Professors Cede Grading Power to Outsiders & Computers (CHE, 8.12.11)

  • Eliminate grade inflation by taking professors out of the process.
  • Hire professional evaluators who do not know students. No temptation to skew results.
  • U. of Central Florida – outsourcing the scoring of some essay tests to computers. Software grades essays without emotional biases.

In Case You Wondered, a Real Human Wrote This (NYT, 9.10.11)

  • “Wisconsin appears to be in the driver’s seat en route to a win, as it leads 51-10 after the third quarter. “
  • Written by a computer.
  • Narrative Science Co – start-up in Evanston, IL using the ability of computers to mimic human reasoning with AI.

Don’t Despair, Montessori to the Rescue (B.Globe, 8.26.11)

  • Montessori Alumni
    • Wikipedia founder – Jimmy Wales
    • Amazon.com – Jeff Bezos
    • SimCity – Will Wright
    • Google – Larry Page & Sergey Brin
    • “Brain research shows that all the characteristics Internet entrepreneurs value – divergent and innovative thinking, intellectual self reliance . . . are the primary focus of Montessori classroom. Mistakes are opportunities to learn.”

Online Enterprises Gain Foothold as Path to College Degree (NYT, 8.25.11)

  • “Given the exploding technologies, cuts to university budgets, and the expanding pool of people expected to earn postsecondary degrees, there is no end in sight for programs preparing students for careers in high-demand areas like business, computer science, health care and criminal justice.”
  • Caution: Teachers College study. Tracks 51,000 community college students in Washington State for 5 years.
    • Those with most online course credits least likely to graduate or transfer to a four-year institution.

10 Year NAIS Enrollment Data (StatsOnline, 2010)

  • In 2000, 60% of NAIS schools increase; 40% lost.
  • In 2010, only 40%increase; 60% lost enrollment
  • In 2009, the median NAIS school lost 4% enrollment.
  • NAIS schools increase spending on FA by 17.4% in 2009-2010. Access vs. Affordability
  • Last 7 Years, FA recipients: 20.6% to 23.7%

NAIS Need-Based Grants (NAIS Trendbook, 2011-2012)

  • 08-09 09-10 10-11
  • Av.Grant $12,882 $12,801 $12,292
  • % of Students 18.7 21 24
  • # of Students 98,360 105,761 125,115
  • The decline in the average need-based grant while tuition growth remains positive suggests that high-need packages are being sacrificed for lower-need packages. The increase in the number of students aided and in the percentage of students aided suggest that the prevalence of full-paying families is shrinking. More aid to needier students is down?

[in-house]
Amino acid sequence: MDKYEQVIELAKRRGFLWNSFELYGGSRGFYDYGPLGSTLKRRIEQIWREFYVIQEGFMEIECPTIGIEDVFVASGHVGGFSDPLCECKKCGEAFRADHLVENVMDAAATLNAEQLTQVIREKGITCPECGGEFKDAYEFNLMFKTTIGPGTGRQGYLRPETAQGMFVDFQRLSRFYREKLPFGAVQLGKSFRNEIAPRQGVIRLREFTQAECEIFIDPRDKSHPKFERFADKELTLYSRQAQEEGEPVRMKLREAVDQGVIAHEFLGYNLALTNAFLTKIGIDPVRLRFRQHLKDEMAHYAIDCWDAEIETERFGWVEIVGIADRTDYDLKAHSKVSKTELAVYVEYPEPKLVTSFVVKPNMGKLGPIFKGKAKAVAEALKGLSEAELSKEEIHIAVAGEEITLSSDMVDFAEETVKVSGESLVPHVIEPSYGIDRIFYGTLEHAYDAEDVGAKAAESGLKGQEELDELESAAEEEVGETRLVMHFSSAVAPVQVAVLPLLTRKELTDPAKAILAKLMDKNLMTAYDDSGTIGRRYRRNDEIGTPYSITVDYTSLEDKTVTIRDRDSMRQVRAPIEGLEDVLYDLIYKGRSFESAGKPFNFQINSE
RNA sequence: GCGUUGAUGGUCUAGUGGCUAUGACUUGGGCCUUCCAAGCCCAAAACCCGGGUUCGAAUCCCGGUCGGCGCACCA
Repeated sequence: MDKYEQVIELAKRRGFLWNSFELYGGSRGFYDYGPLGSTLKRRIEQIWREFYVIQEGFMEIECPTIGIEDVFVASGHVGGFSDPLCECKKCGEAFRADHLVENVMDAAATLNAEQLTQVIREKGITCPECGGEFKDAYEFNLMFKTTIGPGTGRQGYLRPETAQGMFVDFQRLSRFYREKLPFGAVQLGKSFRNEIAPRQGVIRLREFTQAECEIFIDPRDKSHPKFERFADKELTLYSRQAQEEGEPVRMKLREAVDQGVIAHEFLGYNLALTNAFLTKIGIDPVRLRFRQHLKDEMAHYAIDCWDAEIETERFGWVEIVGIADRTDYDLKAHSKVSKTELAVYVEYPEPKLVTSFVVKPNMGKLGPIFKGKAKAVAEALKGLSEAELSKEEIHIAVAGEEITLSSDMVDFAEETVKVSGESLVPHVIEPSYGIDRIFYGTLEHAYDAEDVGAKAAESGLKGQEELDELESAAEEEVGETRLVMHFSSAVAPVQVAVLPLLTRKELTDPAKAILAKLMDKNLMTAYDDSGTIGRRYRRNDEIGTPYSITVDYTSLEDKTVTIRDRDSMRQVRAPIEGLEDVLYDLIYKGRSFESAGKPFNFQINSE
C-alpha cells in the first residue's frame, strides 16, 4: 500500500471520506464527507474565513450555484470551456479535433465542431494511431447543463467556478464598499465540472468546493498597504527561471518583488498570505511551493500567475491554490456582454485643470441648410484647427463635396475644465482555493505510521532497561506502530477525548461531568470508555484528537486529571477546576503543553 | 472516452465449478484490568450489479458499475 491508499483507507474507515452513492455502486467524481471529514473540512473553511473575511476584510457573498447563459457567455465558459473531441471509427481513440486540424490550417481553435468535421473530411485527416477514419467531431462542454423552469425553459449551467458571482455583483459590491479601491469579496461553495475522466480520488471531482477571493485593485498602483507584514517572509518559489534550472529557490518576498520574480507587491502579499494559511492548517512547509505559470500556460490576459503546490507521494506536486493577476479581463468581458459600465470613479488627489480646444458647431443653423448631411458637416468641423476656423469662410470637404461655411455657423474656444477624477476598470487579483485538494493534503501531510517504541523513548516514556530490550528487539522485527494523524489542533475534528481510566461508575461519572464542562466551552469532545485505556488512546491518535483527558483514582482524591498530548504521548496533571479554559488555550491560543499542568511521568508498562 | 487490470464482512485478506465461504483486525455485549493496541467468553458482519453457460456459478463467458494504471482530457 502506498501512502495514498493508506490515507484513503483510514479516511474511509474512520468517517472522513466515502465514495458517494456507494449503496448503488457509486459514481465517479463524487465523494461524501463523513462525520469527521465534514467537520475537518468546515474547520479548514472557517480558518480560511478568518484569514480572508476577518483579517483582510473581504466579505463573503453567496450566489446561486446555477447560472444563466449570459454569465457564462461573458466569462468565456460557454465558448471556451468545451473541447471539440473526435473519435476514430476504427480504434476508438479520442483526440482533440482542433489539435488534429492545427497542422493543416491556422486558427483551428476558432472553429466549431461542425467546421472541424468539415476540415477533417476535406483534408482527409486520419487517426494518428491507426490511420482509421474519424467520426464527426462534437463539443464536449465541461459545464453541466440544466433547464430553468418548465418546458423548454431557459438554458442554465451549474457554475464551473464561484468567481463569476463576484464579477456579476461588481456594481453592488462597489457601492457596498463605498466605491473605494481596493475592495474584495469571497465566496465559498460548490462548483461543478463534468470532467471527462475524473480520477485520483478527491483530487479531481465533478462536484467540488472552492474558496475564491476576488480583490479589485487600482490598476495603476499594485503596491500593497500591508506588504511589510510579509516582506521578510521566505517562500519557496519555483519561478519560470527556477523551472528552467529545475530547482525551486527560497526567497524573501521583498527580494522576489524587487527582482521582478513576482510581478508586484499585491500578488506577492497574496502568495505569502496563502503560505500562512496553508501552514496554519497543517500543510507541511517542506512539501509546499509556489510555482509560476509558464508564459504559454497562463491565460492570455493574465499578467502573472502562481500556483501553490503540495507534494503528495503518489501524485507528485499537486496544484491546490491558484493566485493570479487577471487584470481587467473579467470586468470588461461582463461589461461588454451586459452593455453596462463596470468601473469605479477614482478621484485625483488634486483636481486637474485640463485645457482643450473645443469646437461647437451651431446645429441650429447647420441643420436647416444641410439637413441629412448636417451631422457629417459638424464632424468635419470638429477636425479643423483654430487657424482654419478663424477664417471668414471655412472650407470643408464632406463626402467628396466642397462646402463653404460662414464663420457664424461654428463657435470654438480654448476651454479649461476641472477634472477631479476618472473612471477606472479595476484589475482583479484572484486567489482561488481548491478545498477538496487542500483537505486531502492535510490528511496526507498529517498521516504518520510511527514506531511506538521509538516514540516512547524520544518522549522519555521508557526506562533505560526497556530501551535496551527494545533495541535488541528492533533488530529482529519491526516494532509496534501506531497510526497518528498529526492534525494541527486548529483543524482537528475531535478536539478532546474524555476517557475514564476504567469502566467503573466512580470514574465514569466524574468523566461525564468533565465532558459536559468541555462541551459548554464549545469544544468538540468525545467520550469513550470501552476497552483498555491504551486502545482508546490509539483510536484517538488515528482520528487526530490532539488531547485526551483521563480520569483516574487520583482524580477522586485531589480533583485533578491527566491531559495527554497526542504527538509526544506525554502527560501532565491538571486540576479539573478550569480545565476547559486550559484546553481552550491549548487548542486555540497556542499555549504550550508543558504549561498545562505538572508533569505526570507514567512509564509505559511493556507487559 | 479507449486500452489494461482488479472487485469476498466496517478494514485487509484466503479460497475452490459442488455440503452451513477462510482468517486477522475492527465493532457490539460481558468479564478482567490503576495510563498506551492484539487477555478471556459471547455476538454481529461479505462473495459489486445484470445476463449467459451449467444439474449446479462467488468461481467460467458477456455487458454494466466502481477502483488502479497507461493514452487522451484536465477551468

ENROLLMENT DATA FOR AISGW (from Independent Education, 2011)

  • AISGW ENROLLMENT HISTORY
  • Year # Schools Total Enrollment
  • 1995 80 27,701
  • 2000 81 32,505
  • 2005 85 34,606
  • 2010 83 32,818

Enrollment Data for VAIS (from VAIS, 2011)

  • VAIS History
  • Year # Schools Total Enrollment
  • 1995 67 24,744
  • 2000 72 29,183
  • 2005 85 29,527
  • 2010 87 30,619

Economy Challenges Schools (Taylor, Pew Research Center, 2010)

  • Net worth/household peaked in 2006; dropped by 24% in 2008 as a result of falling stock and home prices.
  • Median wealth of upper income households <12%.
  • Median wealth of middle income, dependent on home equity <23%.

Economic Impact on NAIS Schools

  • 1990 – median tuition at day schools = 22% of median income of a family with children
  • 2005 – median tuition at day schools = 32% of median income of a family
  • 2009 – median tuition at day schools = 38% of median income
  • (NAIS Core Sample Tuition Statistics, 1990-2011; U.S. Census Bureau, from NAIS Trendbook 2011-2012)

Impact of Recession on FA (NAIS Trendbook, 2001-2011)

  • Fastest growing segment of SSS families earn >$150,000.
    • ’03 = 6.4% of filers; ‘09 = 17.3% of filers.
    • Middle income families ($60,000 - $80,000) dropped to 14.1% Filers (‘09) from 17.2% (‘03)
    • Lowest income families (<$40,000) dropped from 28.9% (‘03) to 21.3% (‘09).

Distribution of Income Among FA Applicants (NAIS Trendbook 2011-2012)

  • FAMILY INCOME RANGE %OF FA APPLICANTS
  • $0-$26,934 9.6
  • $26,935-$47,914 13.8
  • $47,915-$73,338 18.0
  • $73,339-$112,540 23.5
  • Over $112,540 35.1
  • Top 5% of income earning families ($200,000+) represent nearly 10% of financial aid filers (May, 2011).